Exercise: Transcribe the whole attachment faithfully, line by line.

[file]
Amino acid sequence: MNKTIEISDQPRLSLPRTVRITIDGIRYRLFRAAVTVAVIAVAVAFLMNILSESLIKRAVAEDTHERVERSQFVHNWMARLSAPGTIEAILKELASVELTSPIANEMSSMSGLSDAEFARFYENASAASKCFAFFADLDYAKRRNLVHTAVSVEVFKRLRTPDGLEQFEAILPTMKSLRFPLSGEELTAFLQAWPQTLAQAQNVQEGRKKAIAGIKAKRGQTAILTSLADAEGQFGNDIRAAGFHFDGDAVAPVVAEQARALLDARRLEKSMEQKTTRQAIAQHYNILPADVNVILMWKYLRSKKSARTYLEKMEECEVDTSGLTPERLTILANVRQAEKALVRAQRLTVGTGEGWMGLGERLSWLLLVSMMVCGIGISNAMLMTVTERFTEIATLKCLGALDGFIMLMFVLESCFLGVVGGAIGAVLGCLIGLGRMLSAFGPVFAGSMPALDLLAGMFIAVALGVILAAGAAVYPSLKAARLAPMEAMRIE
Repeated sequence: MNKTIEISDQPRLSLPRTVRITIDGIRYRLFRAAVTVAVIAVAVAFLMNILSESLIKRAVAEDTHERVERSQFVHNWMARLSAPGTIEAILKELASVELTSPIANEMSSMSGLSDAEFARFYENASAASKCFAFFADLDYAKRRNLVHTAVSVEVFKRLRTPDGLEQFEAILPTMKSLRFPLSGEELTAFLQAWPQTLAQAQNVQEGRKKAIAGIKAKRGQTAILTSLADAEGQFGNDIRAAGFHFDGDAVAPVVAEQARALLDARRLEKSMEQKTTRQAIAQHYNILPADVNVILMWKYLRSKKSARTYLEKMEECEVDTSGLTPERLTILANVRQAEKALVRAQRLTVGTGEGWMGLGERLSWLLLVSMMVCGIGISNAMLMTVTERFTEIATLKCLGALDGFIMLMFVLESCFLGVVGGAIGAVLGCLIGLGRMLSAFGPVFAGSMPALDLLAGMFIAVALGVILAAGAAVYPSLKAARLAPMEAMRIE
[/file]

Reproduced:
Amino acid sequence: MNKTIEISDQPRLSLPRTVRITIDGIRYRLFRAAVTVAVIAVAVAFLMNILSESLIKRAVAEDTHERVERSQFVHNWMARLSAPGTIEAILKELASVELTSPIANEMSSMSGLSDAEFARFYENASAASKCFAFFADLDYAKRRNLVHTAVSVEVFKRLRTPDGLEQFEAILPTMKSLRFPLSGEELTAFLQAWPQTLAQAQNVQEGRKKAIAGIKAKRGQTAILTSLADAEGQFGNDIRAAGFHFDGDAVAPVVAEQARALLDARRLEKSMEQKTTRQAIAQHYNILPADVNVILMWKYLRSKKSARTYLEKMEECEVDTSGLTPERLTILANVRQAEKALVRAQRLTVGTGEGWMGLGERLSWLLLVSMMVCGIGISNAMLMTVTERFTEIATLKCLGALDGFIMLMFVLESCFLGVVGGAIGAVLGCLIGLGRMLSAFGPVFAGSMPALDLLAGMFIAVALGVILAAGAAVYPSLKAARLAPMEAMRIE
Repeated sequence: MNKTIEISDQPRLSLPRTVRITIDGIRYRLFRAAVTVAVIAVAVAFLMNILSESLIKRAVAEDTHERVERSQFVHNWMARLSAPGTIEAILKELASVELTSPIANEMSSMSGLSDAEFARFYENASAASKCFAFFADLDYAKRRNLVHTAVSVEVFKRLRTPDGLEQFEAILPTMKSLRFPLSGEELTAFLQAWPQTLAQAQNVQEGRKKAIAGIKAKRGQTAILTSLADAEGQFGNDIRAAGFHFDGDAVAPVVAEQARALLDARRLEKSMEQKTTRQAIAQHYNILPADVNVILMWKYLRSKKSARTYLEKMEECEVDTSGLTPERLTILANVRQAEKALVRAQRLTVGTGEGWMGLGERLSWLLLVSMMVCGIGISNAMLMTVTERFTEIATLKCLGALDGFIMLMFVLESCFLGVVGGAIGAVLGCLIGLGRMLSAFGPVFAGSMPALDLLAGMFIAVALGVILAAGAAVYPSLKAARLAPMEAMRIE